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Anti-corruption In China

1. Bribery in the home (private to public)

 

1.1 The Legal Environment

Bribery of public officials is prohibited under the Criminal Code of the People’s Republic of China (the “Criminal Code”).

 

1.2 What does bribery mean?

Bribery is defined as giving money or property to public official, or a person related to the public official.

 

1.3 What does it mean to be a public official?

Personnel providing public service in state organs are referred to as “public officials,” as are the following:

  • Personnel working for the government in state-owned businesses, institutions, and people’s groups

  • State-owned firms, firms, institutions, and social organizations assign personnel to non-state-owned businesses, companies, institutions, and social organizations.

  • Other employees that are legally required to work in the public sector

 

1.4 Bribery’s Consequences

Individuals, companies, or legal entities who conduct bribery face the penalties set out in the Criminal Code, which are mentioned below.

(a) In the case of the individuals involved

  • Individuals who are found guilty of bribery face the following penalties:

  • Up to a lifetime in jail; property forfeiture or a monetary fine

  • Bribe receivers may also be held responsible. A public official who accepts a significant amount of bribes may face jail or the death penalty.

  • Individuals found guilty of providing bribes to former public officials and others connected to public officials face the following penalties:

  • Up to ten years in prison

  • a monetary penalty

  • Bribe recipients who are former public officials or are linked to public officials who use their position or influence to receive bribes are susceptible to the following penalties:

  • Consequences of up to 15 years in prison

  • Property seizure or a monetary penalty

(b) In the case of the firm or legal organization in question

  • Companies that pay bribes to public officials or those connected to them, as well as the people in command of those companies and directly liable for such violations, are liable to the following penalties:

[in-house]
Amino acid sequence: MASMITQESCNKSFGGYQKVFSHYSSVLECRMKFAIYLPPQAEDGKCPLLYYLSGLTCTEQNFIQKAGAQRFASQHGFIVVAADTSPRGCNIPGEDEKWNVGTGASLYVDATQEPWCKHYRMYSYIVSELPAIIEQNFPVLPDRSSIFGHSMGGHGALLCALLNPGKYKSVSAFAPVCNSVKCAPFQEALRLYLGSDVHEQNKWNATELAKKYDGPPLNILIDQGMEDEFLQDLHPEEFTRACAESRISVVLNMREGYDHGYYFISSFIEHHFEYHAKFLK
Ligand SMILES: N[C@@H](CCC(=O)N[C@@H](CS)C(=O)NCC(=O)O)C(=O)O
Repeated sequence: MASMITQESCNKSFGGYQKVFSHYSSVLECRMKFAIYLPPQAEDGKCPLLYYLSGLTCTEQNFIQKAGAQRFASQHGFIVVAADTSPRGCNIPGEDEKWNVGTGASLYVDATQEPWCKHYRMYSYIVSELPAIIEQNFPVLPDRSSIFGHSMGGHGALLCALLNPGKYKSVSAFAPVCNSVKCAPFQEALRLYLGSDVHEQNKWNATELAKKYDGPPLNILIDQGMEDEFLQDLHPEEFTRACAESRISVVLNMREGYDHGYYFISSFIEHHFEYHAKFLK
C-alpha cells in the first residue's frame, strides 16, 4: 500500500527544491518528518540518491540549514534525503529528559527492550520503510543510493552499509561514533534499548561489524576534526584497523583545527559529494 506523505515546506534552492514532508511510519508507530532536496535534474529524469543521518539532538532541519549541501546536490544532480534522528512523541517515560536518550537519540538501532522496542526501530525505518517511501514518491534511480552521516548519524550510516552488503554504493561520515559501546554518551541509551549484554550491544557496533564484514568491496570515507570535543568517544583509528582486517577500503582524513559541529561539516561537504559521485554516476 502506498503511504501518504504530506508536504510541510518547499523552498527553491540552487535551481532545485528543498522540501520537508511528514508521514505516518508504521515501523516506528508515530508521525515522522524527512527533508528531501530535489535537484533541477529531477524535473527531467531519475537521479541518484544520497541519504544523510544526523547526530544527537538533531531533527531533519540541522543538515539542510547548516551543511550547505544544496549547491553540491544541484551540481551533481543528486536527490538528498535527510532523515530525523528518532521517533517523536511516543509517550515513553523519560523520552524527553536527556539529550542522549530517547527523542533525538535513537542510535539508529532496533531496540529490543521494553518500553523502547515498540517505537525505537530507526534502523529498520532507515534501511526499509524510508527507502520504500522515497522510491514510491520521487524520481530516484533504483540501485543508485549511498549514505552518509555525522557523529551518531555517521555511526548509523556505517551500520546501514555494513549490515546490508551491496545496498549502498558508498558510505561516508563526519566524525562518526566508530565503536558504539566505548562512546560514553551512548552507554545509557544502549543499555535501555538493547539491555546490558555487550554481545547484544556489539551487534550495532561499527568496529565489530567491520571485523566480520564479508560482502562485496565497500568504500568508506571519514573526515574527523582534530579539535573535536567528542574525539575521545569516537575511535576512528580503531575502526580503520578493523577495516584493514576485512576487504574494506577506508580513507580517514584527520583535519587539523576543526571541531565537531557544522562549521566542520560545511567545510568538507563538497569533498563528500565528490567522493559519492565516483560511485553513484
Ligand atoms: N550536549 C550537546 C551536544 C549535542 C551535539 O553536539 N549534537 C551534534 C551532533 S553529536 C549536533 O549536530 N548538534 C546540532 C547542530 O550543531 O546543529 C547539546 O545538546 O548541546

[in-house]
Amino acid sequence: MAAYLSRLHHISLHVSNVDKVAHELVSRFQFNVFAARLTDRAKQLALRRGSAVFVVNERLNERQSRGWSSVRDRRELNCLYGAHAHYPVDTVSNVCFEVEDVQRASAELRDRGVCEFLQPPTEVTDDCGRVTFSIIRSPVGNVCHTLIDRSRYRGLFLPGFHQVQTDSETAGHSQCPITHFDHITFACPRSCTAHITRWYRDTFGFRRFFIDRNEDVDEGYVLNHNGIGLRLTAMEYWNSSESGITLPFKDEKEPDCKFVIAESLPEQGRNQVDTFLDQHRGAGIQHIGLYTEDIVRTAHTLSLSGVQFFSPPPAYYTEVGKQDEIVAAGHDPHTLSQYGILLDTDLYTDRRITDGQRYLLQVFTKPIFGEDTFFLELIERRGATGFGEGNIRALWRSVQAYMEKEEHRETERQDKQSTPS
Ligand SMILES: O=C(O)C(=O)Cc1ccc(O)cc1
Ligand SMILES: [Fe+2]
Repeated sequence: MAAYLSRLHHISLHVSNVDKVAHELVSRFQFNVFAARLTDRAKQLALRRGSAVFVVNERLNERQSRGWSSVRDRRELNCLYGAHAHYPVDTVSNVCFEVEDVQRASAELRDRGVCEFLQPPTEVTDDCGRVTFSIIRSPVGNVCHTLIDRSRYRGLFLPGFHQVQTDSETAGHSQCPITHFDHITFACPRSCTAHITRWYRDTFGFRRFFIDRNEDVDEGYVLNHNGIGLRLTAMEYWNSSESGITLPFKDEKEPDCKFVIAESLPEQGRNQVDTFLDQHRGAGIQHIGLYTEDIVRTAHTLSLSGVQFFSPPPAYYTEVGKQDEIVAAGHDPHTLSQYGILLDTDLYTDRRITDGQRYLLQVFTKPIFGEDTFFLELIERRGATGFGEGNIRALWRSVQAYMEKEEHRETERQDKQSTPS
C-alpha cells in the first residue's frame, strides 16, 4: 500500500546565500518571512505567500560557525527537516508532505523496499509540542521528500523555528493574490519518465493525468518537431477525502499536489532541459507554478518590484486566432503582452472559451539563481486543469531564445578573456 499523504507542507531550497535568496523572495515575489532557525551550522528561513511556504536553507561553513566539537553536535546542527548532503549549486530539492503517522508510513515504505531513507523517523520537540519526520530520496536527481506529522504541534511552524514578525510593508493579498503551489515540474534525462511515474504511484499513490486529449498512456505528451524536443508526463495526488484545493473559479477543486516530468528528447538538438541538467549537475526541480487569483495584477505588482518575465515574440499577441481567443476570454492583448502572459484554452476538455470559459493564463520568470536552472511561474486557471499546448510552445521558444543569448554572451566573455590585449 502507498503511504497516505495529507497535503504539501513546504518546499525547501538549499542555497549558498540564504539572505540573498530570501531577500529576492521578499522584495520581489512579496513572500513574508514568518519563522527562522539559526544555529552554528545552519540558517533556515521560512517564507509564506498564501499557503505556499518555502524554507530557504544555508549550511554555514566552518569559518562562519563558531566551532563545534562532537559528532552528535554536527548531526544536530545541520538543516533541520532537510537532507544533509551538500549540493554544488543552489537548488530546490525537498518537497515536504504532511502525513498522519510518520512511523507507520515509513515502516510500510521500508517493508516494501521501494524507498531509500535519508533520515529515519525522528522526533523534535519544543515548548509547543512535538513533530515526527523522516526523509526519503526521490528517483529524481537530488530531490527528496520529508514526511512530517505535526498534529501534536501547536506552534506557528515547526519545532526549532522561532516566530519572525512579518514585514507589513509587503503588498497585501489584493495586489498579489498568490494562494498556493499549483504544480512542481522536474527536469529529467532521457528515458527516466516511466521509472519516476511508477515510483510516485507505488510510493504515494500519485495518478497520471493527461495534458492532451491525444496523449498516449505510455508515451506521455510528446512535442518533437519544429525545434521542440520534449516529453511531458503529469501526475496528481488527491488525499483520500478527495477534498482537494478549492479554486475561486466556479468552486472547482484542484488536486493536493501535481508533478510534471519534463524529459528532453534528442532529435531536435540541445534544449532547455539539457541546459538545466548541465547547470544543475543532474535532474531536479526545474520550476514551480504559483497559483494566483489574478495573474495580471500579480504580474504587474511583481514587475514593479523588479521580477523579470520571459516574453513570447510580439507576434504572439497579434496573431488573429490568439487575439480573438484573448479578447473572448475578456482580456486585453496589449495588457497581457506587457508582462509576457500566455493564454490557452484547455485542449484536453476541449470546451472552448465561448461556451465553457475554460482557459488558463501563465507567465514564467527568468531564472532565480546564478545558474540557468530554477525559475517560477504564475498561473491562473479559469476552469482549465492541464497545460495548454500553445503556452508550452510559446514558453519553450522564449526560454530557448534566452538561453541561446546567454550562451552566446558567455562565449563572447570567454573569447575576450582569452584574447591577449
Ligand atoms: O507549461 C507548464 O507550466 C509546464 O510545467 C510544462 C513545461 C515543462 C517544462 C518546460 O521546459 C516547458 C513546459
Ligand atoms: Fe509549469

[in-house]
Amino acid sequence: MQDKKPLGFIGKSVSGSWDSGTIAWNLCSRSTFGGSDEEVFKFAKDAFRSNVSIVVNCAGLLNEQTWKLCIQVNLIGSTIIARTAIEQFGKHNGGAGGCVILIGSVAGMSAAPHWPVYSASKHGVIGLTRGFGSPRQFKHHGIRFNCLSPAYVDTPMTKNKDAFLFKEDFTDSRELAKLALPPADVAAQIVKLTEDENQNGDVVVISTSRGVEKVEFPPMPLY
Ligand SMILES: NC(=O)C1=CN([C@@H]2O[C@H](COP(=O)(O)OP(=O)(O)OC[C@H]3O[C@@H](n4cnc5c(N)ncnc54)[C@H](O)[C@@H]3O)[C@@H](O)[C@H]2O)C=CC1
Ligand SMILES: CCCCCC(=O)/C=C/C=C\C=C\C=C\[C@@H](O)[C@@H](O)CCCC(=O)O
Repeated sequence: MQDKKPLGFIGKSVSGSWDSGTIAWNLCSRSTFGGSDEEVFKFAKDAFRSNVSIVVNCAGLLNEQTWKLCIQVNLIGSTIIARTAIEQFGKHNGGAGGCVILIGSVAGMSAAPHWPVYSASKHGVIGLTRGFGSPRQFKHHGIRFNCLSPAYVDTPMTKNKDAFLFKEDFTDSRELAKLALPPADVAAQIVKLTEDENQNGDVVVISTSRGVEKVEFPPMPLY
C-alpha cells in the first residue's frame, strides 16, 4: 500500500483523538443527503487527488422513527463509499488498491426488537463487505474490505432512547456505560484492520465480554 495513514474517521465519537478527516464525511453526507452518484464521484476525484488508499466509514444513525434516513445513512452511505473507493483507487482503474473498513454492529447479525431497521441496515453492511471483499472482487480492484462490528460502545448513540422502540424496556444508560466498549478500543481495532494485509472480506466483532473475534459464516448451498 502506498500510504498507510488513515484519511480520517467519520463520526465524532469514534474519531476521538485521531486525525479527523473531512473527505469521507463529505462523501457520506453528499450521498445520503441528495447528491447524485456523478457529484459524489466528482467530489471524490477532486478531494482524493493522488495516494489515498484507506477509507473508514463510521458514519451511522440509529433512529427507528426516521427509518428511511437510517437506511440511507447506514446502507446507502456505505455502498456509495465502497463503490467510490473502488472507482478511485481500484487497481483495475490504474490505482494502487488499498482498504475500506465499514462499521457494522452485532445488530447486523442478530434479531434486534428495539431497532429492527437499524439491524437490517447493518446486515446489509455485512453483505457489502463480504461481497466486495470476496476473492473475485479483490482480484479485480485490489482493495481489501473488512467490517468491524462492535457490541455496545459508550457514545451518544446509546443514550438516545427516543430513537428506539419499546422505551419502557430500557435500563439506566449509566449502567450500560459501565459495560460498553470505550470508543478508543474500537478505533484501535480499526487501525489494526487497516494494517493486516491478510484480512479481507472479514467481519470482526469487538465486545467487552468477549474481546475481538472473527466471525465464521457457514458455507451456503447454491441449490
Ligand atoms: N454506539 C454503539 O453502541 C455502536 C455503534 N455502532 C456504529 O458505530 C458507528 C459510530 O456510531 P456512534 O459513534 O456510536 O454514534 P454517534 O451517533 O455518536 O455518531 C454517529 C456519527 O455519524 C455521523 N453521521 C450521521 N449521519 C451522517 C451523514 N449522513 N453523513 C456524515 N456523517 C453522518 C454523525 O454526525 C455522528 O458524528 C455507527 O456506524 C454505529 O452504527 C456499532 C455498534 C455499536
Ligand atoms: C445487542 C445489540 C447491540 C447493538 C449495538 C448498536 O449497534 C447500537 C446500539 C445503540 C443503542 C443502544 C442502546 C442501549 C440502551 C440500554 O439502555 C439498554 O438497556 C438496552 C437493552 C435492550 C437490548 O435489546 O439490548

• The corporation was fined criminally.

  • Bribes to public officials can result in up to five years in prison and a criminal punishment for those who are involved.

  • Bribes offered to former public officials or anyone associated to public officials can result in up to three years in prison and a criminal fine.

 

1.5 Contributions from politics

  • The idea of “political contribution” has no direct analogue in the Criminal Code.

 

1.6 Hospitality expenses are subject to a limit (gifts, travel, meals, entertainment, among others)

While the Criminal Code does not set quantitative or qualitative limits on hospitality expenses, there is an RMB 30,000 barrier for individual bribe-givers, RMB 200,000 for corporation bribe-givers, and RMB 30,000 for bribe-recipients for prosecution of official bribery. Within the PRC central government, however, there is an internal regulation released in 1995 that applies to public officials of the central party and government organs and offers guidance on gift limits, as follows:

(a) If the value of the gift exceeds RMB 200 per individual each occasion, public authorities must pay it over to the government.

(b) If the total worth of all gifts received by public officials per person per year exceeds RMB 600, the public official must hand over the presents to the government.

In other words, according to the 1995 internal regulation, if a person or company gives a public official of the central party or government organs a gift or gifts whose total worth exceeds the limits set out above, the present(s) may be considered “in breach of state regulations.”

In our experience, RMB 200 is no longer considered a substantial present in the PRC due to inflation. As a result, the above-mentioned internal regulation from 1995 has been only sporadically followed. Whether or not a hospitality expense is bribery will have to be evaluated on a case-by-case basis, taking into account all of the facts and circumstances surrounding the case and using the 1.6(a) and 1.6(b) provisions mentioned above. In practice, most multinationals in China set a courtesy gift or meal entertainment barrier of around RMB 200 to RMB 500 (roughly USD 30 to USD 73) per event, per guest. Many companies additionally set a limit on how often presents can be given to the same person; for example, no more than three to four times each year. To level the playing field, some business associations have established benchmarking standards on gifts, meals, and entertainment for members to consider.

 

2. Bribery in the home (private to private)

 

2.1 The Legal Environment